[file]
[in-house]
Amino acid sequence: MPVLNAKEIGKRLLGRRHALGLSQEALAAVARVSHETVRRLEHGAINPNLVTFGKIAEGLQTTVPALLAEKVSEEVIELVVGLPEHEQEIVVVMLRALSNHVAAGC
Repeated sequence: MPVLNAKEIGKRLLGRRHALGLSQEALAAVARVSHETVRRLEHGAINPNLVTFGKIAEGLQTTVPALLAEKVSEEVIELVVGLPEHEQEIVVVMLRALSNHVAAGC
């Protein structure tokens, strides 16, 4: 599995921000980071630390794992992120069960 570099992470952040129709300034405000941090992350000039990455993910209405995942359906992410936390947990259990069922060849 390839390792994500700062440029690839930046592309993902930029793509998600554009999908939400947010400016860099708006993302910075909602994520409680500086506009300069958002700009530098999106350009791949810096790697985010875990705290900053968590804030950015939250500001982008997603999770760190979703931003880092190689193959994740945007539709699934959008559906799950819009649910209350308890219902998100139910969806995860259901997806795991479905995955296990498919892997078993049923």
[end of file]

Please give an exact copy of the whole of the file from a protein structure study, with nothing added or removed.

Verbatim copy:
[in-house]
Amino acid sequence: MPVLNAKEIGKRLLGRRHALGLSQEALAAVARVSHETVRRLEHGAINPNLVTFGKIAEGLQTTVPALLAEKVSEEVIELVVGLPEHEQEIVVVMLRALSNHVAAGC
Repeated sequence: MPVLNAKEIGKRLLGRRHALGLSQEALAAVARVSHETVRRLEHGAINPNLVTFGKIAEGLQTTVPALLAEKVSEEVIELVVGLPEHEQEIVVVMLRALSNHVAAGC
């Protein structure tokens, strides 16, 4: 599995921000980071630390794992992120069960 570099992470952040129709300034405000941090992350000039990455993910209405995942359906992410936390947990259990069922060849 390839390792994500700062440029690839930046592309993902930029793509998600554009999908939400947010400016860099708006993302910075909602994520409680500086506009300069958002700009530098999106350009791949810096790697985010875990705290900053968590804030950015939250500001982008997603999770760190979703931003880092190689193959994740945007539709699934959008559906799950819009649910209350308890219902998100139910969806995860259901997806795991479905995955296990498919892997078993049923």